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Updated on Thursday, January 3, 2019
Tax legislation has quickly evolved in the year since the Tax Cuts and Jobs Act (TCJA) was signed into law on December 2017. Most individual taxpayers received lower income tax rates and several deductions were changed while others were untouched.
Homeowners in particular are impacted by the recent tax reform and would be well-served by taking time to understand what to expect as we wrap up another year.
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Homeownership and taxes
Buying a home comes with several tax expenses. You have the prepaid local property taxes you pay at closing, plus the taxes you pay on a monthly basis as part of your mortgage payment for the life of your loan, which can fluctuate from year to year. You may also pay taxes when you sell your home.
The average single-family homeowner paid about $3,400 in property taxes during 2017, which translates into an effective tax rate of 1.17%, according to a report from property data firm ATTOM Data Solutions — that’s a 3% bump from the prior year.
The silver lining of paying taxes is that homeownership has its tax benefits, though some of those incentives changed over the last year with the enactment of the tax reform bill.
Below we highlight and explain six tax deduction changes homeowners should keep on their radar as they prepare for the upcoming tax filing season.
6 tax changes that affect homeowners
The standard deduction, which reduces the amount of income you pay taxes on, was lower under the former tax law for the following filing statuses: $6,350 for single filers, $9,350 for head of household filers and $12,700 for married couple filing jointly.
Under the TCJA, the standard deduction has nearly doubled. The new deduction amounts are:
- $12,000 for single filers.
- $24,000 for married filing jointly.
- $12,000 for married filing separately.
- $18,000 for head of household filers.
You have the option to either itemize your deductions or take the standard deduction when filing your taxes. For itemized deductions, the TCJA suspended the limit on the total number of itemized deductions that certain higher-income taxpayers were allowed to make.
Mortgage interest deduction
Before the TCJA was enacted, new homeowners could deduct interest paid on mortgages valued up to $1 million for their main home and a second home, which are both categorized as qualified residences. They were also able to deduct interest paid on a home equity loan or home equity line of credit worth up to $100,000.
Under the new tax law, homeowners are only allowed to deduct interest paid on mortgages worth up to $750,000. For married taxpayers filing separately, the limit is $375,000.
Interest paid on home equity loans and HELOCs is still deductible, though the aforementioned limits apply. In other words, no matter the combined amount of your mortgage and home equity loans or lines, you can only deduct interest on $750,000 or $350,000, depending on your filing status.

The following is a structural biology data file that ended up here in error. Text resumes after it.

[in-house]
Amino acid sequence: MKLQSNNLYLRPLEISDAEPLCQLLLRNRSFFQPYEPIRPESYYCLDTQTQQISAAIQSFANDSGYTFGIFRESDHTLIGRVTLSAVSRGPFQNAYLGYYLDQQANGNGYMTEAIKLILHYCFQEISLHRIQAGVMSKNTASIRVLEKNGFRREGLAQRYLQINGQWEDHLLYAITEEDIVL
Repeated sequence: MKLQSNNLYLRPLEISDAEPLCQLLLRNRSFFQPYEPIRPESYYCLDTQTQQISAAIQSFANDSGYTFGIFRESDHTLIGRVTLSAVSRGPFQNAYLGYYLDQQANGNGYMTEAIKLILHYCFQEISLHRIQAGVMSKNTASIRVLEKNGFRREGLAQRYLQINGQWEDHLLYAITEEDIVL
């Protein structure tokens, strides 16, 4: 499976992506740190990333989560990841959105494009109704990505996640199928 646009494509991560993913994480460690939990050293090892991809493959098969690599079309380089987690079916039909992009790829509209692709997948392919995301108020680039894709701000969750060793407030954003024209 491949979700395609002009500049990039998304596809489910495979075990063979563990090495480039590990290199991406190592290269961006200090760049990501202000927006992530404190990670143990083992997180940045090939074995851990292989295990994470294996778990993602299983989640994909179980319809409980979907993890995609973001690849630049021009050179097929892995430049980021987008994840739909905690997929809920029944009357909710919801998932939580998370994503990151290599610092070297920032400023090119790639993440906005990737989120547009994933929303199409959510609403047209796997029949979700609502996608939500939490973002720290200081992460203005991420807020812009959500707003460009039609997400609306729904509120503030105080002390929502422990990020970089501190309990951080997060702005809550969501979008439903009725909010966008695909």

Additionally, interest paid on home equity loans and HELOCs only qualifies for a deduction if that money is used to buy, build or substantially improve a home. Any other uses, such as paying off credit card debt, means the interest isn’t deductible, according to the IRS.
Taxpayers with mortgages on qualified residences that were originated prior to Dec. 15, 2017, are still eligible to deduct interest paid on up to $1 million mortgages, or $500,000 if married filing separately.
State and local taxes deduction
In the past, taxpayers who itemized their deductions were able to deduct the full amount they paid in state and local taxes from their taxable income. Under the Tax Cuts and Jobs Act, taxpayers are limited to a total deduction of $10,000 for state and local income, sales and property taxes. Married couples filing separately can only deduct $5,000.
Moving expenses deduction
The previous law allowed taxpayers to deduct moving expenses, provided the new home’s distance from the old home met a certain criteria and the new job qualifies as full-time employment.
The TCJA suspended the moving expenses deduction for everyone except U.S. military members who are on active duty. The suspension went into effect Jan. 1, 2018, and is in effect through Jan. 1, 2026.
Mortgage insurance premiums deduction
While the deduction for mortgage insurance premiums was extended through the end of 2017, it’s not immediately clear whether homeowners are allowed to deduct their mortgage insurance premiums when filing their 2018 taxes.
The 2017 instructions for Form 1040 explain the types of mortgage insurance that qualify for the deduction. These include mortgage insurance premiums paid on loans backed by the Federal Housing Administration, the Department of Veterans Affairs and the Department of Agriculture’s Rural Housing Service, as well as private mortgage insurance. The deduction was capped at $109,000 or $54,500 for married taxpayers filing separately.
Periodically check the IRS website for developments regarding whether the mortgage insurance premiums deduction will be extended for the 2018 filing season.
Residential energy credit
The residential energy efficient property credit was originally slated to expire in 2016, but was extended through 2021 as part of the tax reform law.
The benefit allows eligible taxpayers to take a 30% credit of what it costs to add alternative energy equipment in or on a home, including installation costs. According to the IRS, fuel cell properties, solar electric equipment, solar hot water heaters and wind turbines are all qualified equipment.